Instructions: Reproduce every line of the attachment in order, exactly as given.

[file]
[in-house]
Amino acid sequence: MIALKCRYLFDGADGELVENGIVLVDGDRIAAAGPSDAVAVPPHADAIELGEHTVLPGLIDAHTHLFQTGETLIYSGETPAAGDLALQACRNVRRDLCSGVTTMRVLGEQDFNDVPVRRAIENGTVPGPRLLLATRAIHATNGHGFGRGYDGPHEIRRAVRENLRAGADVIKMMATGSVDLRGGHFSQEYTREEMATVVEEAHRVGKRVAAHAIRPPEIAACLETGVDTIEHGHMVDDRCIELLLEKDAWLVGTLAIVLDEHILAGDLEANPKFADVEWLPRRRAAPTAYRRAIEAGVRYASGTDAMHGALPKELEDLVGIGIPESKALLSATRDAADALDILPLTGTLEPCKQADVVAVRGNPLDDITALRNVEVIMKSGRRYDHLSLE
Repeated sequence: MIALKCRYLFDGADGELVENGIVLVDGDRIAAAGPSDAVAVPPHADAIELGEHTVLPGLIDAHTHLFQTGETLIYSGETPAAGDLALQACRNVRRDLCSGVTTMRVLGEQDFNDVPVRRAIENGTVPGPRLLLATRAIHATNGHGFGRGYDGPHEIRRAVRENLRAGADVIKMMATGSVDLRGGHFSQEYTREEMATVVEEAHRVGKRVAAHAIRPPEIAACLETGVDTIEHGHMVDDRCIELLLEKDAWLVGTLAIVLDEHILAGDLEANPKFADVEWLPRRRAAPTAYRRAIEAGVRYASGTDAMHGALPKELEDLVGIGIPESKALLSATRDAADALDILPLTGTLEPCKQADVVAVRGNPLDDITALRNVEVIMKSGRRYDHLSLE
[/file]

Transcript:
[in-house]
Amino acid sequence: MIALKCRYLFDGADGELVENGIVLVDGDRIAAAGPSDAVAVPPHADAIELGEHTVLPGLIDAHTHLFQTGETLIYSGETPAAGDLALQACRNVRRDLCSGVTTMRVLGEQDFNDVPVRRAIENGTVPGPRLLLATRAIHATNGHGFGRGYDGPHEIRRAVRENLRAGADVIKMMATGSVDLRGGHFSQEYTREEMATVVEEAHRVGKRVAAHAIRPPEIAACLETGVDTIEHGHMVDDRCIELLLEKDAWLVGTLAIVLDEHILAGDLEANPKFADVEWLPRRRAAPTAYRRAIEAGVRYASGTDAMHGALPKELEDLVGIGIPESKALLSATRDAADALDILPLTGTLEPCKQADVVAVRGNPLDDITALRNVEVIMKSGRRYDHLSLE
Repeated sequence: MIALKCRYLFDGADGELVENGIVLVDGDRIAAAGPSDAVAVPPHADAIELGEHTVLPGLIDAHTHLFQTGETLIYSGETPAAGDLALQACRNVRRDLCSGVTTMRVLGEQDFNDVPVRRAIENGTVPGPRLLLATRAIHATNGHGFGRGYDGPHEIRRAVRENLRAGADVIKMMATGSVDLRGGHFSQEYTREEMATVVEEAHRVGKRVAAHAIRPPEIAACLETGVDTIEHGHMVDDRCIELLLEKDAWLVGTLAIVLDEHILAGDLEANPKFADVEWLPRRRAAPTAYRRAIEAGVRYASGTDAMHGALPKELEDLVGIGIPESKALLSATRDAADALDILPLTGTLEPCKQADVVAVRGNPLDDITALRNVEVIMKSGRRYDHLSLE